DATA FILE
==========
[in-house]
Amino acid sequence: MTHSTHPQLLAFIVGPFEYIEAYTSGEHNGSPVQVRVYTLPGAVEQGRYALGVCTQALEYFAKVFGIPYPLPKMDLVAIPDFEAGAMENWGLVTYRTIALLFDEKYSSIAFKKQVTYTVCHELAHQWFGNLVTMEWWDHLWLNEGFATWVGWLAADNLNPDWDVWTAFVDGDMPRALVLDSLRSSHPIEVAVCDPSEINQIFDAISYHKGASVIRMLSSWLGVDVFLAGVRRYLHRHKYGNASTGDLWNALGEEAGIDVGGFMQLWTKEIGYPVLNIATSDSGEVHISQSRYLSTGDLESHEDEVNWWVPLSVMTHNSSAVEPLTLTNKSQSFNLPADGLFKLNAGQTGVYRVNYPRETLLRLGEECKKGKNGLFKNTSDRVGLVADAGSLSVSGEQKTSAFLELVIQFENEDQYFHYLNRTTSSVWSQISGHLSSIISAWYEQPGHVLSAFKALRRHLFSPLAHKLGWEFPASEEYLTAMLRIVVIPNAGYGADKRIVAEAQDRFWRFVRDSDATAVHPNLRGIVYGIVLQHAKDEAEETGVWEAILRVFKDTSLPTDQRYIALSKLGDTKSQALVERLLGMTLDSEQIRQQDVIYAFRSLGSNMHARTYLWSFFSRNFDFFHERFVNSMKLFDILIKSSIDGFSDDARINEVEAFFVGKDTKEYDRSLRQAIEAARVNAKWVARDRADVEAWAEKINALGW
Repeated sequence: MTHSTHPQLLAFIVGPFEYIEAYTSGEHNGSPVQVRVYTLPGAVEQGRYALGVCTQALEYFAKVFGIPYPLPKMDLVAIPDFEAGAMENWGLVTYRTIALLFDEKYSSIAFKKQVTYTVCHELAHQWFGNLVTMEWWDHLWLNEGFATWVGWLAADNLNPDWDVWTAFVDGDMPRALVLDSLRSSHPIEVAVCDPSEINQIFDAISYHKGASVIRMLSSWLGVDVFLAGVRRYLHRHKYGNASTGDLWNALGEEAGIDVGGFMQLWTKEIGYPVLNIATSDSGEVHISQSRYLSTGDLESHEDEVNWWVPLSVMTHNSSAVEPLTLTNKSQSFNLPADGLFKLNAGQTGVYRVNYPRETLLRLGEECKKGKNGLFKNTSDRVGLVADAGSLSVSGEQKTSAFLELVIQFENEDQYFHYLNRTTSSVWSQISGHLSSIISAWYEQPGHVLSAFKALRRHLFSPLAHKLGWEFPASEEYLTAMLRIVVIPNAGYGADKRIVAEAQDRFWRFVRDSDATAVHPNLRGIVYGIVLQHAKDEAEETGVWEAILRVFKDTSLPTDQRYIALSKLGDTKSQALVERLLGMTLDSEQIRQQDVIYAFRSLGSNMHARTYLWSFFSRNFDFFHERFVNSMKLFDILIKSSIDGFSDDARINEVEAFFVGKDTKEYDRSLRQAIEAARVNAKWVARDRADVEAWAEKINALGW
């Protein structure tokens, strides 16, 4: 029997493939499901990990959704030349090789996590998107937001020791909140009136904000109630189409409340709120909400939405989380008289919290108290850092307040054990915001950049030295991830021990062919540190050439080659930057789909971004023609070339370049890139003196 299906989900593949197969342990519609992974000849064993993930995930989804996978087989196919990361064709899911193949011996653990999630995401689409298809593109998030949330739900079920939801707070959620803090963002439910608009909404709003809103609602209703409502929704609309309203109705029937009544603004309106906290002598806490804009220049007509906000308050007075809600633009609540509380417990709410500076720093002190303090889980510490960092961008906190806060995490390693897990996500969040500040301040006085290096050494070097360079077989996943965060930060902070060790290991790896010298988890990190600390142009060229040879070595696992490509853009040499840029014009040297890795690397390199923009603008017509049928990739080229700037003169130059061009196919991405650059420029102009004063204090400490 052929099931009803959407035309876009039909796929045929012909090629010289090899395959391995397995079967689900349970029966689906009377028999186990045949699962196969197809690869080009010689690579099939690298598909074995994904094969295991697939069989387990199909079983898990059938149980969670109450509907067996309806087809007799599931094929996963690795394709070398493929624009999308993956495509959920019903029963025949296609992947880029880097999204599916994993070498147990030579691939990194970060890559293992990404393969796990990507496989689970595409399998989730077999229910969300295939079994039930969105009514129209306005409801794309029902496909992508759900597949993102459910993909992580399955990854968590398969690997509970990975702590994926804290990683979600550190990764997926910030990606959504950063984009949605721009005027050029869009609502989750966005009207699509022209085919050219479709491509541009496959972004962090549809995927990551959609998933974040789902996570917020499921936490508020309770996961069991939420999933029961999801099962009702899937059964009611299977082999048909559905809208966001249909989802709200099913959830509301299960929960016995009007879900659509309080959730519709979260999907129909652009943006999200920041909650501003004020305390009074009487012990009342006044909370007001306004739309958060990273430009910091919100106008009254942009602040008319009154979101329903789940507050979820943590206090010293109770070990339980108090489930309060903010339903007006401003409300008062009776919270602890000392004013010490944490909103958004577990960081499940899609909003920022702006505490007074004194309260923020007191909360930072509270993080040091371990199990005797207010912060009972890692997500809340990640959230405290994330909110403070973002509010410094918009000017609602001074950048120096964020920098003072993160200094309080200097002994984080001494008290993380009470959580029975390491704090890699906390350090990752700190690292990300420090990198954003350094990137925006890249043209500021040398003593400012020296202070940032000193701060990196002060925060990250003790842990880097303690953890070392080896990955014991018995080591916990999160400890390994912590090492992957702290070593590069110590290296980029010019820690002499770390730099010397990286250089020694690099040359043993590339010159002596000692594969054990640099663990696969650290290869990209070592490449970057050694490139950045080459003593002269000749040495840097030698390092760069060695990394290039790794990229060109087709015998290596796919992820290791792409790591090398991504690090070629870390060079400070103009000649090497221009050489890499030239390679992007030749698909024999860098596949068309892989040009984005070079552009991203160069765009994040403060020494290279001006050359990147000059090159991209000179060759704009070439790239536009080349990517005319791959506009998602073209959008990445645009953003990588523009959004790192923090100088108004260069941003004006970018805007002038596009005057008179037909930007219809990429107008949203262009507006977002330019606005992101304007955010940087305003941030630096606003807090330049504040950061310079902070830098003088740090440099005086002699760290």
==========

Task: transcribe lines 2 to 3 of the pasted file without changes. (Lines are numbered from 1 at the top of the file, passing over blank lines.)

Amino acid sequence: MTHSTHPQLLAFIVGPFEYIEAYTSGEHNGSPVQVRVYTLPGAVEQGRYALGVCTQALEYFAKVFGIPYPLPKMDLVAIPDFEAGAMENWGLVTYRTIALLFDEKYSSIAFKKQVTYTVCHELAHQWFGNLVTMEWWDHLWLNEGFATWVGWLAADNLNPDWDVWTAFVDGDMPRALVLDSLRSSHPIEVAVCDPSEINQIFDAISYHKGASVIRMLSSWLGVDVFLAGVRRYLHRHKYGNASTGDLWNALGEEAGIDVGGFMQLWTKEIGYPVLNIATSDSGEVHISQSRYLSTGDLESHEDEVNWWVPLSVMTHNSSAVEPLTLTNKSQSFNLPADGLFKLNAGQTGVYRVNYPRETLLRLGEECKKGKNGLFKNTSDRVGLVADAGSLSVSGEQKTSAFLELVIQFENEDQYFHYLNRTTSSVWSQISGHLSSIISAWYEQPGHVLSAFKALRRHLFSPLAHKLGWEFPASEEYLTAMLRIVVIPNAGYGADKRIVAEAQDRFWRFVRDSDATAVHPNLRGIVYGIVLQHAKDEAEETGVWEAILRVFKDTSLPTDQRYIALSKLGDTKSQALVERLLGMTLDSEQIRQQDVIYAFRSLGSNMHARTYLWSFFSRNFDFFHERFVNSMKLFDILIKSSIDGFSDDARINEVEAFFVGKDTKEYDRSLRQAIEAARVNAKWVARDRADVEAWAEKINALGW
Repeated sequence: MTHSTHPQLLAFIVGPFEYIEAYTSGEHNGSPVQVRVYTLPGAVEQGRYALGVCTQALEYFAKVFGIPYPLPKMDLVAIPDFEAGAMENWGLVTYRTIALLFDEKYSSIAFKKQVTYTVCHELAHQWFGNLVTMEWWDHLWLNEGFATWVGWLAADNLNPDWDVWTAFVDGDMPRALVLDSLRSSHPIEVAVCDPSEINQIFDAISYHKGASVIRMLSSWLGVDVFLAGVRRYLHRHKYGNASTGDLWNALGEEAGIDVGGFMQLWTKEIGYPVLNIATSDSGEVHISQSRYLSTGDLESHEDEVNWWVPLSVMTHNSSAVEPLTLTNKSQSFNLPADGLFKLNAGQTGVYRVNYPRETLLRLGEECKKGKNGLFKNTSDRVGLVADAGSLSVSGEQKTSAFLELVIQFENEDQYFHYLNRTTSSVWSQISGHLSSIISAWYEQPGHVLSAFKALRRHLFSPLAHKLGWEFPASEEYLTAMLRIVVIPNAGYGADKRIVAEAQDRFWRFVRDSDATAVHPNLRGIVYGIVLQHAKDEAEETGVWEAILRVFKDTSLPTDQRYIALSKLGDTKSQALVERLLGMTLDSEQIRQQDVIYAFRSLGSNMHARTYLWSFFSRNFDFFHERFVNSMKLFDILIKSSIDGFSDDARINEVEAFFVGKDTKEYDRSLRQAIEAARVNAKWVARDRADVEAWAEKINALGW